Part of Penguin's beautiful hardback Clothbound Classics series, designed by the award-winning Coralie Bickford-Smith, these delectable and collectible editions are bound in high-quality colourful, tactile cloth with foil stamped into the design. During an eventful season at Bath, young, naïve Catherine Morland experiences the joys of fashionable society for the first time. She is delighted with her new acquaintances: flirtatious Isabella, who shares Catherine's love of Gothic romance and horror, and sophisticated Henry and Eleanor Tilney, who invite her to their father's mysterious house, Northanger Abbey. There, her imagination influenced by novels of sensation and intrigue, Catherine imagines terrible crimes committed by General Tilney. With its broad comedy and irrepressible heroine, this is the most youthful and and optimistic of Jane Austen's works.
Penguin Clothbound Classics
Penguin Books Ltd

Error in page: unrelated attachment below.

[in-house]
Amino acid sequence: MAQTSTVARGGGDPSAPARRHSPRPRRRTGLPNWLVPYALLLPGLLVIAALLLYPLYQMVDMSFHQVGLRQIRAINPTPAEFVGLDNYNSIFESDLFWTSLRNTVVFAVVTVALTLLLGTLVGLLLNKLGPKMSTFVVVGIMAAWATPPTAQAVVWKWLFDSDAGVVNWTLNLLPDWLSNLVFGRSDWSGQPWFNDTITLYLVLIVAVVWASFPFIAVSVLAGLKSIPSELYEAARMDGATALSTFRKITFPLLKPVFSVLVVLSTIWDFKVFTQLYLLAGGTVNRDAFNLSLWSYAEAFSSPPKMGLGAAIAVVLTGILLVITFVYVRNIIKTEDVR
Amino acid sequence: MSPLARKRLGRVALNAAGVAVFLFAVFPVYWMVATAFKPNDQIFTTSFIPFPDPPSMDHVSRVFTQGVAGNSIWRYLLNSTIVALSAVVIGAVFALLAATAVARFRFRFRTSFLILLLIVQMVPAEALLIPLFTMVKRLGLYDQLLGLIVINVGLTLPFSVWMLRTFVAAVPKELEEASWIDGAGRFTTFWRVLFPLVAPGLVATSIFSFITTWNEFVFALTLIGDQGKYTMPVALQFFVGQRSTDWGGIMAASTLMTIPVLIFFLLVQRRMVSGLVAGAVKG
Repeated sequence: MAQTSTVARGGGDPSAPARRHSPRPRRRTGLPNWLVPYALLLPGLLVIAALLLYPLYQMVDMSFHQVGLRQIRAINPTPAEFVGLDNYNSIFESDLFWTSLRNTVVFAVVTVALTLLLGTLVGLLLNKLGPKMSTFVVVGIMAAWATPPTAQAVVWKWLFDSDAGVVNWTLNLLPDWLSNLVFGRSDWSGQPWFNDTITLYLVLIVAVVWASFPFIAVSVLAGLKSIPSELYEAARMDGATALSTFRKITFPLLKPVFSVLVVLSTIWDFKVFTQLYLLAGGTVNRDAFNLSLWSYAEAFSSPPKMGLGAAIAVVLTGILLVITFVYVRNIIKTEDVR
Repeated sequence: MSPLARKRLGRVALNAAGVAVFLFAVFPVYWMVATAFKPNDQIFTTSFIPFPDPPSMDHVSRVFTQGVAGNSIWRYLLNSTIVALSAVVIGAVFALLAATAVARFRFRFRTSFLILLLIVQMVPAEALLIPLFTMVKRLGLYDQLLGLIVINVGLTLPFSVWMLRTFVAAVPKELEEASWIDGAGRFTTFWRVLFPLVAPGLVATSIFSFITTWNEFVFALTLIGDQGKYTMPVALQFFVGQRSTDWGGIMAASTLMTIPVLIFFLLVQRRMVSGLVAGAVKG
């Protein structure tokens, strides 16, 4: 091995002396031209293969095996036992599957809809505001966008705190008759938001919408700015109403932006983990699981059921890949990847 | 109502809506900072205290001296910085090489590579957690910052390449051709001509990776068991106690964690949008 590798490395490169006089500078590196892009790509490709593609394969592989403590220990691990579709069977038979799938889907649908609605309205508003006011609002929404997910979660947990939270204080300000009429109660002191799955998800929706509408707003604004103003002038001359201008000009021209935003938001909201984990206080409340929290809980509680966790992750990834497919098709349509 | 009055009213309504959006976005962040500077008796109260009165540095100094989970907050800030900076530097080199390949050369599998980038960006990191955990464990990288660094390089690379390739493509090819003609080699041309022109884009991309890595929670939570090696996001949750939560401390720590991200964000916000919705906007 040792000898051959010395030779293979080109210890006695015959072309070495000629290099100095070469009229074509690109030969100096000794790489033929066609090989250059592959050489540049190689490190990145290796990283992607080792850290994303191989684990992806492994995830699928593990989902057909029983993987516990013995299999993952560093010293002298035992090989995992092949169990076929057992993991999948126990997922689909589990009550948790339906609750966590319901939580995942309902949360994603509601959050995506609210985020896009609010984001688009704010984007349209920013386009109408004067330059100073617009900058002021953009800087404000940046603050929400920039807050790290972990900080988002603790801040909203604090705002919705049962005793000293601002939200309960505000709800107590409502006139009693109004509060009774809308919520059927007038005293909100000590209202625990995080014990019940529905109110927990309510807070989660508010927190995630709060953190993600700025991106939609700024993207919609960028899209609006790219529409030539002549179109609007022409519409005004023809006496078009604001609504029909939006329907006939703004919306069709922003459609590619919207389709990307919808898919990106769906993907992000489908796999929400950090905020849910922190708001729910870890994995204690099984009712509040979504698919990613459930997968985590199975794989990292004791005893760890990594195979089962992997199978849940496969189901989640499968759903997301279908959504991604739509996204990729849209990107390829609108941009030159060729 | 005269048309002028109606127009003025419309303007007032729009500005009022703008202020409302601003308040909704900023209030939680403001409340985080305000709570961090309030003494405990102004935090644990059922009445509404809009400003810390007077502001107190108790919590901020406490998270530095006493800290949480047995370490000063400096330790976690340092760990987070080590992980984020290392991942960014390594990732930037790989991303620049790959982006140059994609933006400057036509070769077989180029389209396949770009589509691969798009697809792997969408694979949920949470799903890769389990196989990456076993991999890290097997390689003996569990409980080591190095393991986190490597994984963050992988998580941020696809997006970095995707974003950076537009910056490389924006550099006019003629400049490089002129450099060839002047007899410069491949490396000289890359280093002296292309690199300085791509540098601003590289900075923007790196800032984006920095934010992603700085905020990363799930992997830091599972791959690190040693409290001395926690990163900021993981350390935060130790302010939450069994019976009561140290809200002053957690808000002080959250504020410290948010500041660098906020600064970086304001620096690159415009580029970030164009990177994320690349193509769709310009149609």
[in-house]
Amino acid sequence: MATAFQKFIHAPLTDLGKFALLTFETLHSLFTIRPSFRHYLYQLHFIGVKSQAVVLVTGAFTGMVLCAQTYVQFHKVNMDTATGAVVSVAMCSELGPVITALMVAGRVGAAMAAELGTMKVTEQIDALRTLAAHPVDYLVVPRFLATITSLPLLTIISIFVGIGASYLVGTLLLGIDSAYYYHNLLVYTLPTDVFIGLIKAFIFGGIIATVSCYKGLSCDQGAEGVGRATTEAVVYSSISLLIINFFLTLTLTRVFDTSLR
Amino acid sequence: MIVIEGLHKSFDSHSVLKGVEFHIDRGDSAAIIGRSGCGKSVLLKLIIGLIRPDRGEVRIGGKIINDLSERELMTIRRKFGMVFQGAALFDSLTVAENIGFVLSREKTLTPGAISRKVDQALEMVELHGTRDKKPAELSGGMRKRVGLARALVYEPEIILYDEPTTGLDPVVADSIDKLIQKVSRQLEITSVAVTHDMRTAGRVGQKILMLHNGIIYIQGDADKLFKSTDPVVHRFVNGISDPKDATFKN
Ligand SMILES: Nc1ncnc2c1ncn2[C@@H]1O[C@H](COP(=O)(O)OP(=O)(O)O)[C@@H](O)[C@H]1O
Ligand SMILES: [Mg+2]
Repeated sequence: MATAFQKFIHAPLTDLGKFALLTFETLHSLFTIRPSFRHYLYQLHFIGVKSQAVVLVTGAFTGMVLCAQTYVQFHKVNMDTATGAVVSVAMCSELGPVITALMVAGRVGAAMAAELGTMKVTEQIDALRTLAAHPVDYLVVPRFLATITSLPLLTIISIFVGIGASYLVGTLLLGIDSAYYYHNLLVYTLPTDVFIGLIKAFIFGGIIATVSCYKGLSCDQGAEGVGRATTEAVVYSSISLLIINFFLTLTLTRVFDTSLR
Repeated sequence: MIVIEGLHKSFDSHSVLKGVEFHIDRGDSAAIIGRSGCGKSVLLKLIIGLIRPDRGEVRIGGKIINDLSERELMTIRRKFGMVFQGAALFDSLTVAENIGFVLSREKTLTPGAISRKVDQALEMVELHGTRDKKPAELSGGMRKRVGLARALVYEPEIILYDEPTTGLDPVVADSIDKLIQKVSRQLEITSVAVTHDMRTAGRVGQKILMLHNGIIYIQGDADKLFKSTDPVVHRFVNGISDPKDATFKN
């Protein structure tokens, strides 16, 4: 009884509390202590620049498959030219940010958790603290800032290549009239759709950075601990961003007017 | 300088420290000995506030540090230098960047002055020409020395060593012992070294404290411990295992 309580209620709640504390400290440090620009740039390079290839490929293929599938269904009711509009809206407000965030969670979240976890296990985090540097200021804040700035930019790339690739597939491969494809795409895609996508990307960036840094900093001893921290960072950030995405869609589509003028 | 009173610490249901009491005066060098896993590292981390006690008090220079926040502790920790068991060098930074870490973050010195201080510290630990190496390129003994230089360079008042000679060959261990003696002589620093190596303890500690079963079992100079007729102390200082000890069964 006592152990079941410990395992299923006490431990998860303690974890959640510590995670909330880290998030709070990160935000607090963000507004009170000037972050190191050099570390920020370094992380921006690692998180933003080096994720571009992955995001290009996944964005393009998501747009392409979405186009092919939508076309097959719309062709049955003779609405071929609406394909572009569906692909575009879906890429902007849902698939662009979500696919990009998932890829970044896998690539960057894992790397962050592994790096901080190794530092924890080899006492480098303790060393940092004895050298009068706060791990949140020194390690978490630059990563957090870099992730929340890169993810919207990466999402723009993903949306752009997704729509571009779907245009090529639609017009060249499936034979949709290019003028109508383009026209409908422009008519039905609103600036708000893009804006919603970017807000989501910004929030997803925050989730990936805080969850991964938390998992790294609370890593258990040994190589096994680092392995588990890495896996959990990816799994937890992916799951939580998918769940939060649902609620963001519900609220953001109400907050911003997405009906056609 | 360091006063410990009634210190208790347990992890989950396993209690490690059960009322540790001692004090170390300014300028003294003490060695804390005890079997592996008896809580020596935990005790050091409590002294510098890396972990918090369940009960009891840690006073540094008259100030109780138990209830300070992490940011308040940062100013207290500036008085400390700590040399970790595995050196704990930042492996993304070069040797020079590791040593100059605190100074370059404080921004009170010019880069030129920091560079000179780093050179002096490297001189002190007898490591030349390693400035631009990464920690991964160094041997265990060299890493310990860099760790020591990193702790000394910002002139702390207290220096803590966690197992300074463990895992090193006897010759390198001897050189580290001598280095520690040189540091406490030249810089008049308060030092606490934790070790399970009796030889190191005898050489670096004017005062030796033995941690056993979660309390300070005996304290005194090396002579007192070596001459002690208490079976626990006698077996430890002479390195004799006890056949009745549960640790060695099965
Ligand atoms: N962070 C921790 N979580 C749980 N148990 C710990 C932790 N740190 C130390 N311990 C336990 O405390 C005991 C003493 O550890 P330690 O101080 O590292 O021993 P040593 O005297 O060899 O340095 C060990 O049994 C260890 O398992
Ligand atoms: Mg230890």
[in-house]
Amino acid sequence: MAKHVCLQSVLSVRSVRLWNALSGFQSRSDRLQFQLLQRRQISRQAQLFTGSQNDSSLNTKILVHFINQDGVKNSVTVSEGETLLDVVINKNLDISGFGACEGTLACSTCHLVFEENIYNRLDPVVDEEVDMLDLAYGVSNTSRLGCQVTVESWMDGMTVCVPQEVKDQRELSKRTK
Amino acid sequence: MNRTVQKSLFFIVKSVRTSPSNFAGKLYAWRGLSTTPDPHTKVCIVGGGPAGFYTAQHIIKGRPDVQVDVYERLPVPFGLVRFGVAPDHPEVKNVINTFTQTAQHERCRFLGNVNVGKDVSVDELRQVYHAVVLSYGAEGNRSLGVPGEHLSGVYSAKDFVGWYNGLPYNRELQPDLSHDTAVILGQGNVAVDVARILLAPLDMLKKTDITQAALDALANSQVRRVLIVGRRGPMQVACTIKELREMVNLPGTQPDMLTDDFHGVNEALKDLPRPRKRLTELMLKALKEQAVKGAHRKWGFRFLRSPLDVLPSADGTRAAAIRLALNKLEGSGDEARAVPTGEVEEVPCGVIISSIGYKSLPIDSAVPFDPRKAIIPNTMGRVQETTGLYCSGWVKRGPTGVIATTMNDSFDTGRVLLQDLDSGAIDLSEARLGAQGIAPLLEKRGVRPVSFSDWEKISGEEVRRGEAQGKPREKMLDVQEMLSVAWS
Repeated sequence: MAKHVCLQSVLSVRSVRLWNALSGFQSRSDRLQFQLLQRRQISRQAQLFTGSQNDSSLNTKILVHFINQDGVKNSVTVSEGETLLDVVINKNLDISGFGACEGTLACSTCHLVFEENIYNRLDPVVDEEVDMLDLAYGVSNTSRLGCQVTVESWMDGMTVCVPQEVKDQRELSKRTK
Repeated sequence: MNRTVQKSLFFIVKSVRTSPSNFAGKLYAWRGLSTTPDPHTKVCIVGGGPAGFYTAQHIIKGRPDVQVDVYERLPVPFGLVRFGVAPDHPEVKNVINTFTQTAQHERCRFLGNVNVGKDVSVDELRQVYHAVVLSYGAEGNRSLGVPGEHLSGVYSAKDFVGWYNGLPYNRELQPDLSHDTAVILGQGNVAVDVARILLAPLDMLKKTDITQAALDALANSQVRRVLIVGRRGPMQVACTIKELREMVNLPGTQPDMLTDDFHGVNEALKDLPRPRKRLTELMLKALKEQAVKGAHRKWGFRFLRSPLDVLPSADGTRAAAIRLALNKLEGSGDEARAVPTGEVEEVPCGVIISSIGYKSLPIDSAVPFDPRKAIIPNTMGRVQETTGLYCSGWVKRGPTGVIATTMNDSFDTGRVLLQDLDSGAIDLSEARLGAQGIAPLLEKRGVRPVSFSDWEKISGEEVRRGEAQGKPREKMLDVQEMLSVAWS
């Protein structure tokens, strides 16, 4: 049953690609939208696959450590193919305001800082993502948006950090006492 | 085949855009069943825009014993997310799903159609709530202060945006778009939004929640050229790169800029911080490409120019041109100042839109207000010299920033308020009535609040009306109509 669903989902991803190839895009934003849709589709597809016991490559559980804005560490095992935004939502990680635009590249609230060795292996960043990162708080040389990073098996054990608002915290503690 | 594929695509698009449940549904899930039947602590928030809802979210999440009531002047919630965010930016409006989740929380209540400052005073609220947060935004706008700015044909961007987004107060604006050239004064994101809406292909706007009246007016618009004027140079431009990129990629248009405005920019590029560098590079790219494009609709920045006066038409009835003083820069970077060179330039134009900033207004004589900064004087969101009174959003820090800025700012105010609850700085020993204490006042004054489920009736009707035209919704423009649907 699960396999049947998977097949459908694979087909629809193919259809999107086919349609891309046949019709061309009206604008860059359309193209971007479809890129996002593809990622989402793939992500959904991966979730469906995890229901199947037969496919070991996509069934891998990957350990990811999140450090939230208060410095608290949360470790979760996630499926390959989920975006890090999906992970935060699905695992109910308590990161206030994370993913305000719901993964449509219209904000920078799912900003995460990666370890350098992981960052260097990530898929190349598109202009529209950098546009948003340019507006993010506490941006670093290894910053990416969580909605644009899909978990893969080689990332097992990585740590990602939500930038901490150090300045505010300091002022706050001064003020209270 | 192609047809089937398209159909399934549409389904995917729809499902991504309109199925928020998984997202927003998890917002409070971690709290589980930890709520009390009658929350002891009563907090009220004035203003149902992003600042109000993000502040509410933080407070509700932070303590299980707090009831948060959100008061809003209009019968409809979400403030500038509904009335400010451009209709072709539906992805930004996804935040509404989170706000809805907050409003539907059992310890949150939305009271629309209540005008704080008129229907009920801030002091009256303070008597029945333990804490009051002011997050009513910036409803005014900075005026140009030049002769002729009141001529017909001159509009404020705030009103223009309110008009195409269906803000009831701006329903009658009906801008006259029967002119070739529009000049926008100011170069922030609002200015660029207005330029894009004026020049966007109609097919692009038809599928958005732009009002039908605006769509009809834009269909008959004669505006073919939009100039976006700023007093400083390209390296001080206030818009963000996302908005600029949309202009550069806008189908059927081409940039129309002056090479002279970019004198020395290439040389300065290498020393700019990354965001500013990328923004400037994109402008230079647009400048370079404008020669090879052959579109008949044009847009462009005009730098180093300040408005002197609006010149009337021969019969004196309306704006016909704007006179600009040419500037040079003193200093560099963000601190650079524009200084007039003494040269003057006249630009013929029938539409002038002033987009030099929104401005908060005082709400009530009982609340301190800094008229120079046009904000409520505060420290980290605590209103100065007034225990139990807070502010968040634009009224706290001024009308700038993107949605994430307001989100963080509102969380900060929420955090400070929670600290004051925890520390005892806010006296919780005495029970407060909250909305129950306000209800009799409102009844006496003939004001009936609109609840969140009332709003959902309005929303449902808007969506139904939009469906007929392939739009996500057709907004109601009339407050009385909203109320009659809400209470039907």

Chapter 1 No one who had ever seen Catherine Morland in her infancy wouldhave supposed her born to be an heroine. Her situation in life, thecharacter of her father and mother; her own person and disposition,were all equally against her. Her father was a clergyman, withoutbeing neglected, or poor, and a very respectable man, thoughhis name was Richard-and he had never been handsome. He had aconsiderable independence besides two good livings-and he wasnot in the least addicted to locking up his daughters. Her motherwas a woman of useful plain sense, with a good temper, and, whatis more remarkable, with a good constitution. She had three sonsbefore Catherine was born; and instead of dying in bringing thelatter into the world, as anybody might expect, she still livedon-lived to have six children more-to see them growing uparound her, and to enjoy excellent health herself. A family often children will be always called a fine family, where there areheads and arms and legs enough for the number; but the Morlandshad little other right to the word, for they were in general veryplain, and Catherine, for many years of her life, as plain as any.She had a thin awkward figure, a sallow skin without colour, darklank hair, and strong features;-so much for her person; -and notless unpropitious for heroism seemed her mind. She was fond ofall boy's plays, and greatly preferred cricket not merely to dolls,but to the more heroic enjoyments of infancy, nursing a dormouse,feeding a canary-bird, or watering a rose-bush. Indeed she had notaste for a garden; and if she gathered flowers at all, it was chieflyfor the pleasure of mischief-at least so it was conjectured fromher always preferring those which she was forbidden to take. -Suchwere her propensities-her abilities were quite as extraordinary.She never could learn or understand anything before she was taught;and sometimes not even then, for she was often inattentive, andoccasionally stupid. Her mother was three months in teaching heronly to repeat the
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